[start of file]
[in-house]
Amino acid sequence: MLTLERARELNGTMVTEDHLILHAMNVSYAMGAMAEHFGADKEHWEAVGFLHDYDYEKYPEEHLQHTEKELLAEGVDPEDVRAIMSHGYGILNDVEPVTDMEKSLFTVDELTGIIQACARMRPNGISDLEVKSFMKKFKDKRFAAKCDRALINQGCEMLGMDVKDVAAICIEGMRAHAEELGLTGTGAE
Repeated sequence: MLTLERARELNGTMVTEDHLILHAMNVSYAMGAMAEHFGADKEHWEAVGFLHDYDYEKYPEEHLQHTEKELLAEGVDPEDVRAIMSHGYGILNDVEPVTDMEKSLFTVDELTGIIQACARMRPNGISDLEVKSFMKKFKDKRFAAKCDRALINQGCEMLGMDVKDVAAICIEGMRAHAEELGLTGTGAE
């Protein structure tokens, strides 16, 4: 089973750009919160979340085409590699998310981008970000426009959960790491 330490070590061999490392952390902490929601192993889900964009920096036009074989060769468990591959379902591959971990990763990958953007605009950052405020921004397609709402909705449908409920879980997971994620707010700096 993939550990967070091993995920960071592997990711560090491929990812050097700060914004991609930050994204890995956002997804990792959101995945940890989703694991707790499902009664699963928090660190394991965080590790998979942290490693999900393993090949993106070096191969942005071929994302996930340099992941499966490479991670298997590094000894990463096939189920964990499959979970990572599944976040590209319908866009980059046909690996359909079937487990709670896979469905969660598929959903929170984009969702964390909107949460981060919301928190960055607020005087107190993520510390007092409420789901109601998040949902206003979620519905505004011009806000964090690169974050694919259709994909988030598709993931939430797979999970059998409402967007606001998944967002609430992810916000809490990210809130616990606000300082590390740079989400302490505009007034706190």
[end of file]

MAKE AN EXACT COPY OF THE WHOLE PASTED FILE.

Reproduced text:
[in-house]
Amino acid sequence: MLTLERARELNGTMVTEDHLILHAMNVSYAMGAMAEHFGADKEHWEAVGFLHDYDYEKYPEEHLQHTEKELLAEGVDPEDVRAIMSHGYGILNDVEPVTDMEKSLFTVDELTGIIQACARMRPNGISDLEVKSFMKKFKDKRFAAKCDRALINQGCEMLGMDVKDVAAICIEGMRAHAEELGLTGTGAE
Repeated sequence: MLTLERARELNGTMVTEDHLILHAMNVSYAMGAMAEHFGADKEHWEAVGFLHDYDYEKYPEEHLQHTEKELLAEGVDPEDVRAIMSHGYGILNDVEPVTDMEKSLFTVDELTGIIQACARMRPNGISDLEVKSFMKKFKDKRFAAKCDRALINQGCEMLGMDVKDVAAICIEGMRAHAEELGLTGTGAE
């Protein structure tokens, strides 16, 4: 089973750009919160979340085409590699998310981008970000426009959960790491 330490070590061999490392952390902490929601192993889900964009920096036009074989060769468990591959379902591959971990990763990958953007605009950052405020921004397609709402909705449908409920879980997971994620707010700096 993939550990967070091993995920960071592997990711560090491929990812050097700060914004991609930050994204890995956002997804990792959101995945940890989703694991707790499902009664699963928090660190394991965080590790998979942290490693999900393993090949993106070096191969942005071929994302996930340099992941499966490479991670298997590094000894990463096939189920964990499959979970990572599944976040590209319908866009980059046909690996359909079937487990709670896979469905969660598929959903929170984009969702964390909107949460981060919301928190960055607020005087107190993520510390007092409420789901109601998040949902206003979620519905505004011009806000964090690169974050694919259709994909988030598709993931939430797979999970059998409402967007606001998944967002609430992810916000809490990210809130616990606000300082590390740079989400302490505009007034706190």